In the transition from medieval times to the age of reason and enlightenment, French had progressed to a key language of commerce and diplomacy throughout Europe by the 17th Century. Far earlier, according to the roots of western civilization and thought, Latin also unified and codified thought and understanding.
A Lingua Franca provides a bridge for communication and often requires some interplay between two or more native, or vernacular, languages. In the past 200 years, propagated by the ages of sail, industrialization, and information, English has enjoyed a rising position as an International Language of commerce, science, diplomacy, mass media, and digitalization.
Global Understandings Drive Societal Change
Invariably, societal changes, often driven by innovations in science, engineering, and communication, cause shifts in which languages act as “carriers” of change. In turn, communities and societies, with an interest in exchange, find the need to transact in new bridge languages. In this bridging, the diffusion of innovation commonly brings unanticipated consequences, and the surprises inherent in both accidents and essences, inherent in these exchanges.
English as a Lingua Franca
To return to the subject of lingua franca, it is common that the proliferation of innovation and structural change – the onset of the ages of reason and enlightenment, the onset of industrialization, the onset of the information age – forces new means of comprehension and understanding such that bridge languages become necessary. Despite Mandarin and Spanish far surpassing English as a native tongue, many around the world have adopted English as a lingua franca both out of necessity and also due to information and communication technologies making English a part of the backdrop of daily life.
The Birth of Computer Programming Code Language
Many of the earliest innovations in computing and information technology, often arising from scientific and academic endeavors, were communicated in English and, enshrined in computer programming code, proliferated in the ligatures of Western alphabets, concepts, and communication.
If information and communication technologies have defined the 21st Century, then the growing imperative to embrace these technologies is no longer a matter of choice, it is a matter of necessity. As a consequence and byproduct of the growth in the ubiquity and pervasiveness of computing in daily life, it has become a fact that Big Data surrounds commercial and social life. This development has given rise to a new lingua franca: not with other cultures and people, but with the very machines of our innovation. The volume, velocity, and variety of data produced by basic daily activity in a harness of computing create a growing reliance on computing as indispensable in sustaining innovation within normative operations.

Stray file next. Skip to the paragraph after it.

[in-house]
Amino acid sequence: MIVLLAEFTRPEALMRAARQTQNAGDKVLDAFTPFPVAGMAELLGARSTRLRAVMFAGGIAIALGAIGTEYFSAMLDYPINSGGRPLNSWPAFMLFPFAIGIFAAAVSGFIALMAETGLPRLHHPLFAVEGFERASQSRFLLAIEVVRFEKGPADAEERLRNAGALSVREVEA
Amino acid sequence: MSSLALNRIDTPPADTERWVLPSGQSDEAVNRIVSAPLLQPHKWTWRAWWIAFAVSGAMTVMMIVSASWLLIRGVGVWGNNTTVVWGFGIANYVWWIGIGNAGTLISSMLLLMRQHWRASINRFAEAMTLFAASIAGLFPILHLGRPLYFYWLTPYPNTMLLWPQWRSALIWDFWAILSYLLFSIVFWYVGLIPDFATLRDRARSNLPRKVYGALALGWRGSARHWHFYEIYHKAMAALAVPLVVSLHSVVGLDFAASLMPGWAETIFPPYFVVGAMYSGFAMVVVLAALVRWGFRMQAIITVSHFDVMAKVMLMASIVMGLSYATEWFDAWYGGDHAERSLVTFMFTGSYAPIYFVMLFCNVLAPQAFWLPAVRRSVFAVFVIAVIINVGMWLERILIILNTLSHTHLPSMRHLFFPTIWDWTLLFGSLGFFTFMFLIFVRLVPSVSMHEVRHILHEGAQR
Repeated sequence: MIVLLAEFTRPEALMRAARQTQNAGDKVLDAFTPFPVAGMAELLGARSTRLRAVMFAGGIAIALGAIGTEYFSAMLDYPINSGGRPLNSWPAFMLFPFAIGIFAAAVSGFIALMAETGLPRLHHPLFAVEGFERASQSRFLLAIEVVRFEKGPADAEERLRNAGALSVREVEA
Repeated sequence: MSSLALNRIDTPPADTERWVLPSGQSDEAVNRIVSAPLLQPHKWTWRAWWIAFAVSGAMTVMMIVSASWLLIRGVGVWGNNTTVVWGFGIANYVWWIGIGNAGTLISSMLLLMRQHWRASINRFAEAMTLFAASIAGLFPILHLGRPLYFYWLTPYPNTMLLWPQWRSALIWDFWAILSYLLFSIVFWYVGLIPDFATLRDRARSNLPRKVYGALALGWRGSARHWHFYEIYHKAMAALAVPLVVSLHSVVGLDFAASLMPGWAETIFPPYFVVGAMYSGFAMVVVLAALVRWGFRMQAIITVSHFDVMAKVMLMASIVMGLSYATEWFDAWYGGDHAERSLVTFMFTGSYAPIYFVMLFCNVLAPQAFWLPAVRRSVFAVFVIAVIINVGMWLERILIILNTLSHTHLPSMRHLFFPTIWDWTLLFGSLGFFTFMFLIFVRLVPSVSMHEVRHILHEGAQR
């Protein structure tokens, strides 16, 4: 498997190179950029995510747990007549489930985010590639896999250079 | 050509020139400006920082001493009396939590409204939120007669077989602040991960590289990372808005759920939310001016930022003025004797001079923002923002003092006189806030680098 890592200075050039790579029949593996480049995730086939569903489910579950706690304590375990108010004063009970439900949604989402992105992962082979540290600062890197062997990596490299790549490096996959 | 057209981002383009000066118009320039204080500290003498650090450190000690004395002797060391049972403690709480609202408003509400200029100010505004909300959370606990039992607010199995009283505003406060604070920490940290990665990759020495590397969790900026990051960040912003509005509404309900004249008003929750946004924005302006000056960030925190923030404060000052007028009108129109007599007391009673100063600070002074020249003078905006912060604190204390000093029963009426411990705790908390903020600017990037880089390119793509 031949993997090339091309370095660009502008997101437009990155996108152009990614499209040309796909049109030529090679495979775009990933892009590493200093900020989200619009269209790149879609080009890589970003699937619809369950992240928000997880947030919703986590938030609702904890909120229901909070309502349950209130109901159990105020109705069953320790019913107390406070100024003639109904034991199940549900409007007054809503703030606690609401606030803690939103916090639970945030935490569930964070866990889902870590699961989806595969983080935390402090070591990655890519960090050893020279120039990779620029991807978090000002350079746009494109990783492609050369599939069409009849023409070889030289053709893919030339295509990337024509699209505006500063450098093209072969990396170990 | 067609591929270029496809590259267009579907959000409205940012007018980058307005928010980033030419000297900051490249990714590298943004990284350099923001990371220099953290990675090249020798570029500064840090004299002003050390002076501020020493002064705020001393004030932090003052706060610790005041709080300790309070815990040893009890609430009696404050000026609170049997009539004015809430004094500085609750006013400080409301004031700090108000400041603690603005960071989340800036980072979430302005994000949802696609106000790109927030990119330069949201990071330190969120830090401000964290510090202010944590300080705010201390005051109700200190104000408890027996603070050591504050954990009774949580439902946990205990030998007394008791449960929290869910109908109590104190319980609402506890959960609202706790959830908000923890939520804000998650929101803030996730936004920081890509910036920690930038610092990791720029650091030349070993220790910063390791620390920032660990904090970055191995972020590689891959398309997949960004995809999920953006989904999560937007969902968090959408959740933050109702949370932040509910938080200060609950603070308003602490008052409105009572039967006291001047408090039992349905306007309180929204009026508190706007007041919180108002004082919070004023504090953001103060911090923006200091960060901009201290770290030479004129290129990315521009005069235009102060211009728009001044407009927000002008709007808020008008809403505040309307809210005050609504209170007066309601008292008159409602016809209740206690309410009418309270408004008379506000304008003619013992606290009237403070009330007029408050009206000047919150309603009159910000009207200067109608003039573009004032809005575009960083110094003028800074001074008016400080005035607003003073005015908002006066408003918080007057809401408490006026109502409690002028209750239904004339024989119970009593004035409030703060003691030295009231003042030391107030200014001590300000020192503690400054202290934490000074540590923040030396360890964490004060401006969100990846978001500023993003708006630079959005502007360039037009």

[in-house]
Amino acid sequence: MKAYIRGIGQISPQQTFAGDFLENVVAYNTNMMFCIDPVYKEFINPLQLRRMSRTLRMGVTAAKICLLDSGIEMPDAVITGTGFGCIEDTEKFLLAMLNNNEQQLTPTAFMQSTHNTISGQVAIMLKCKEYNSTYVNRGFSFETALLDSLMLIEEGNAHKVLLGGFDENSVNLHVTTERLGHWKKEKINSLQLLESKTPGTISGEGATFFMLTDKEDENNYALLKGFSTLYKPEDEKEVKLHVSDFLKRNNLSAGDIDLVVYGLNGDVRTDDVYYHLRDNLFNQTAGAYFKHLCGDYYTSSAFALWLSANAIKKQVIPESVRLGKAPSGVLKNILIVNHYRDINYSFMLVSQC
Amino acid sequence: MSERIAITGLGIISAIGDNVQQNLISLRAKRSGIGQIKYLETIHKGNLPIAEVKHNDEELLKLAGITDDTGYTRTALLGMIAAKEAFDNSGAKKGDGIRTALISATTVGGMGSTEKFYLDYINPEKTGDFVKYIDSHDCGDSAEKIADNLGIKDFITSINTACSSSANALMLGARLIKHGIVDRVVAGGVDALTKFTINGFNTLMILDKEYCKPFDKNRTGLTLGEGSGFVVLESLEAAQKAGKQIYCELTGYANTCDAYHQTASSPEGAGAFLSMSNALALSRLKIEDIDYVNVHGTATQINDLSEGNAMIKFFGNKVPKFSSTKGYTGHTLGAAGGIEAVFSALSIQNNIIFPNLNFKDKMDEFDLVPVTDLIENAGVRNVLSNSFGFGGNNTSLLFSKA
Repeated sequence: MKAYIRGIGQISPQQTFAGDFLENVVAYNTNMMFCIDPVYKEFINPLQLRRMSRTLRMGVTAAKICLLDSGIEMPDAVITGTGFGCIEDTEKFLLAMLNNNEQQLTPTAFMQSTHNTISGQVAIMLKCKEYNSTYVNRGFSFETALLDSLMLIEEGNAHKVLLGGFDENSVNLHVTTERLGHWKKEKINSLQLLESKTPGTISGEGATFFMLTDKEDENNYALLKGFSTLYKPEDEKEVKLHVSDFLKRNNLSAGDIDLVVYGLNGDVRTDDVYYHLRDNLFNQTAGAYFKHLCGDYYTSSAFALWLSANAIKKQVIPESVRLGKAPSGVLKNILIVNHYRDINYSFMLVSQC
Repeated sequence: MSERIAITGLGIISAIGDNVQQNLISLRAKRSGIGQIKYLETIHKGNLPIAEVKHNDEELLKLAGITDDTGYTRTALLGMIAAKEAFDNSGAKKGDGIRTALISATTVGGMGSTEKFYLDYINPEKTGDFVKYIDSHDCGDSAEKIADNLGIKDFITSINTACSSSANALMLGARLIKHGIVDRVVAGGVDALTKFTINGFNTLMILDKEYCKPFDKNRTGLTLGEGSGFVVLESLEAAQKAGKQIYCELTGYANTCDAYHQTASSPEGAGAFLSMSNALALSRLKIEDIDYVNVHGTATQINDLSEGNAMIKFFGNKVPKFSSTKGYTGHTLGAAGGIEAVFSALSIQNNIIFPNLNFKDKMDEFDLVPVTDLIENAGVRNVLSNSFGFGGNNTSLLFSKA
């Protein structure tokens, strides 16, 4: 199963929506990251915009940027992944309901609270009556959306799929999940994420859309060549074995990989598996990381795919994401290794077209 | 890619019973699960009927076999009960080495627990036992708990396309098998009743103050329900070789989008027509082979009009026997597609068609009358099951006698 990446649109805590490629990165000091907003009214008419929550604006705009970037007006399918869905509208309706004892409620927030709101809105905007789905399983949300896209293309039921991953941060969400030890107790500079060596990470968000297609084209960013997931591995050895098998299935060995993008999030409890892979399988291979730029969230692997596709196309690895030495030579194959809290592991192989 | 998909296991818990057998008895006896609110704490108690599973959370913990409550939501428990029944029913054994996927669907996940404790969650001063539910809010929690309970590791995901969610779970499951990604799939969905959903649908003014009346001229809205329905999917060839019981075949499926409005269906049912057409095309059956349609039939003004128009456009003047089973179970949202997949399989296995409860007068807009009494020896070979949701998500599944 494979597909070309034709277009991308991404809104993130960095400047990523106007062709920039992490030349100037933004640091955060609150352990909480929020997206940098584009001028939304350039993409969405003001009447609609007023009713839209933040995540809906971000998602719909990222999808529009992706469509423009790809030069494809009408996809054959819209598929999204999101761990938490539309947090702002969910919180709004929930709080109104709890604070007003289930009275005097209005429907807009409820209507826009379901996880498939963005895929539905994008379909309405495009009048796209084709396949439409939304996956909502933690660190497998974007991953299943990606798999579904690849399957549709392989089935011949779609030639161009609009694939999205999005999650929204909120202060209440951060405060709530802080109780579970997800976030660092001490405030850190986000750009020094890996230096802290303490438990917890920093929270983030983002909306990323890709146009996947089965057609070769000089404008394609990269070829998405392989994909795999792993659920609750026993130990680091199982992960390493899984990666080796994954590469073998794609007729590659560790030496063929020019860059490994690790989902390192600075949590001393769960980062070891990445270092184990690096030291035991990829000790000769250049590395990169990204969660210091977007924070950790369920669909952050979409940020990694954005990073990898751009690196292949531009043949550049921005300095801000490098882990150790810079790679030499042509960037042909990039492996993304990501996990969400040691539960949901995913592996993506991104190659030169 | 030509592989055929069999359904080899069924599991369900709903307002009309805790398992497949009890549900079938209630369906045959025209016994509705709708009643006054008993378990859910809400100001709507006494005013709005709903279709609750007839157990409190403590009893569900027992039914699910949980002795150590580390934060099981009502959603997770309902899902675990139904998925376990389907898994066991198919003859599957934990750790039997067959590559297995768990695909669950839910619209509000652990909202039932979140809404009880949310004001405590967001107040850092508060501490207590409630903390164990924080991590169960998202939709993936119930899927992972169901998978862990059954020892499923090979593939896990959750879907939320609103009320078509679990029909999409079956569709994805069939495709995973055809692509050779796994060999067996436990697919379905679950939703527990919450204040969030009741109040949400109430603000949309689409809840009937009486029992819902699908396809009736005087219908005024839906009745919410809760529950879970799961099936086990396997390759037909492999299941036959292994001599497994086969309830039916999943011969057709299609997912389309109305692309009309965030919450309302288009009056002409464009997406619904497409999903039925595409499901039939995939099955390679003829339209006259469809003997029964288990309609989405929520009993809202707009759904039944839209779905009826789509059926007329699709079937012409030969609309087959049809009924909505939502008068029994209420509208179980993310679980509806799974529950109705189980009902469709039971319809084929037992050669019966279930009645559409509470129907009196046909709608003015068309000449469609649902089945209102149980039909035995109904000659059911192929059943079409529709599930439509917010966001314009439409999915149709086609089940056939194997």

21st Century Lingua Franca Evolution
In the past decade, a common response to the 21st Century reality of the impact and proliferation of computing has been to suggest that we are, collectively, underprepared to engage the challenges and opportunities of computing. Public-private partnerships envisioned an answer that the K-12 system rapidly adopt computer science education. However, if a lingua franca is a bridge, then an assumption that we all learn to code and become computer scientists misses the point: increased computing knowledge is an enabler and catalyst of innovation throughout the domains of business, art, communication, and all aspects of daily life.
The imperative to “learn to code” isn’t actually that we should all become computer scientists, but rather learn to communicate with the tools of our own making. For example, artificial intelligence, machine learning, information and communication technologies, and vast networks of interconnected information services – to further craft and ideation across the spectrum of human endeavor.
Business Schools Utilize Lingua Franca Principles
From a business education perspective, this argument can be understood in terms of the “digital readiness” of business graduates from our institutions of higher learning. In response, several key actors, including AACSB International, have partnered in the Management Curriculum for the Digital Era alliance to explore these very issues.
Whilst I do not believe that we will all suddenly learn how to code, the varying degrees to which business students may wield a direct “conversation” with the “materials of digital design” is no longer an edge case or the strict purview of direct specialized degrees in business computing. Rather, while each specialization is important, all must engage directly in the languages of computing in much the same manner that has been the French, English, and other lingua francas.
As a mainstream competency that is imperative for success, to learn to code and otherwise embrace the languages of computing is no longer a fringe concern. To command and control the tooling of computing is to forge ahead in your own domain and discipline.
Dr. Jeffry Babb
Gensler Professor of Computer Information Systems